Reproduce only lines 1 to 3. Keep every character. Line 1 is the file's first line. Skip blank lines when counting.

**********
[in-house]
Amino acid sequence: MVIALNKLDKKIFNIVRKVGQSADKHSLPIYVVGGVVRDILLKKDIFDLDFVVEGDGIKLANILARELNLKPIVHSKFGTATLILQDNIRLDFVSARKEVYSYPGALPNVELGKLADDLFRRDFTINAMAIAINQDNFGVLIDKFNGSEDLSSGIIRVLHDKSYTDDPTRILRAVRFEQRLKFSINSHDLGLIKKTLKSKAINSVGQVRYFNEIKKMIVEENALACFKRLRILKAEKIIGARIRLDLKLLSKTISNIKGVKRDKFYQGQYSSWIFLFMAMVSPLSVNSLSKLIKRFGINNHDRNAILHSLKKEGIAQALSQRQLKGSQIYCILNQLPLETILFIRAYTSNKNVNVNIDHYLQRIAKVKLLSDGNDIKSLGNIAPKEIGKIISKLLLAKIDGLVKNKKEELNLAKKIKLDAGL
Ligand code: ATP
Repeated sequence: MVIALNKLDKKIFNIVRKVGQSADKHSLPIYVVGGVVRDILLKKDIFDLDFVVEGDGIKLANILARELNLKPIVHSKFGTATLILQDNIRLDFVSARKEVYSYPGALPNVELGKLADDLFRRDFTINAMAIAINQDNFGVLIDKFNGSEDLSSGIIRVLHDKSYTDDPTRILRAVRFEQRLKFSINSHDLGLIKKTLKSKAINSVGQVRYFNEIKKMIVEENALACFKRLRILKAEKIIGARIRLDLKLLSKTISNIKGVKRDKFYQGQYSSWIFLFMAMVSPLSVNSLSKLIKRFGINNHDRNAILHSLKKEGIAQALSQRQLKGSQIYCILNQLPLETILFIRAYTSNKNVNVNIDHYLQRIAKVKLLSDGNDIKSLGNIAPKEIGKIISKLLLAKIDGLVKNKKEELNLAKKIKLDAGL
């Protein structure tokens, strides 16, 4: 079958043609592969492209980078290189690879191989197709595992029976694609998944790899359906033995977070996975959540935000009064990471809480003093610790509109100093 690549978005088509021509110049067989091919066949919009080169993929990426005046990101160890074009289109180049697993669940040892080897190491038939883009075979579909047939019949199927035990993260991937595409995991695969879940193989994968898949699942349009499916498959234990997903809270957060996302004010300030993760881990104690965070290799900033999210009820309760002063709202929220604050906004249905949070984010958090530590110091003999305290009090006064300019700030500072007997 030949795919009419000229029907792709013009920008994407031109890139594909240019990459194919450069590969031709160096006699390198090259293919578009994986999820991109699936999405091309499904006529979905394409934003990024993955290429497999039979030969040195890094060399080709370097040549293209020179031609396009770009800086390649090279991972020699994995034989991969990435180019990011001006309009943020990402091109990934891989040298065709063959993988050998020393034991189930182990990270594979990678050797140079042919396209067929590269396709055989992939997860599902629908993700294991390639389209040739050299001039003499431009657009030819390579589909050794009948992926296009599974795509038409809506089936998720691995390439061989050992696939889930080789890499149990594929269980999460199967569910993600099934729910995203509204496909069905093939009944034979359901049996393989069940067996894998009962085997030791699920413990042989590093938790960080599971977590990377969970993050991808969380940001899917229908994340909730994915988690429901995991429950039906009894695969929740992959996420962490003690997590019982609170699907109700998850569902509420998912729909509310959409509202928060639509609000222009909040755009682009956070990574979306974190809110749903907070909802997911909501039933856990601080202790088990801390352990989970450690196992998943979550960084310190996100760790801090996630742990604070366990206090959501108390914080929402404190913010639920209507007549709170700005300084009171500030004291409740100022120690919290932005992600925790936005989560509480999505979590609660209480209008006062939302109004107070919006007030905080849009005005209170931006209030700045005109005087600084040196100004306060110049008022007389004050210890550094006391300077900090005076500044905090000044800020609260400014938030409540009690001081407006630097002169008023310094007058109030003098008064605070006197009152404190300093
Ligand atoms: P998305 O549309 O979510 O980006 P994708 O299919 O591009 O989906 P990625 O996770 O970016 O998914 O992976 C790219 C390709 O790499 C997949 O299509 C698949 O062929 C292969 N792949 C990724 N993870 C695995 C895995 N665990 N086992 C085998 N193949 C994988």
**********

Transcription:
[in-house]
Amino acid sequence: MVIALNKLDKKIFNIVRKVGQSADKHSLPIYVVGGVVRDILLKKDIFDLDFVVEGDGIKLANILARELNLKPIVHSKFGTATLILQDNIRLDFVSARKEVYSYPGALPNVELGKLADDLFRRDFTINAMAIAINQDNFGVLIDKFNGSEDLSSGIIRVLHDKSYTDDPTRILRAVRFEQRLKFSINSHDLGLIKKTLKSKAINSVGQVRYFNEIKKMIVEENALACFKRLRILKAEKIIGARIRLDLKLLSKTISNIKGVKRDKFYQGQYSSWIFLFMAMVSPLSVNSLSKLIKRFGINNHDRNAILHSLKKEGIAQALSQRQLKGSQIYCILNQLPLETILFIRAYTSNKNVNVNIDHYLQRIAKVKLLSDGNDIKSLGNIAPKEIGKIISKLLLAKIDGLVKNKKEELNLAKKIKLDAGL
Ligand code: ATP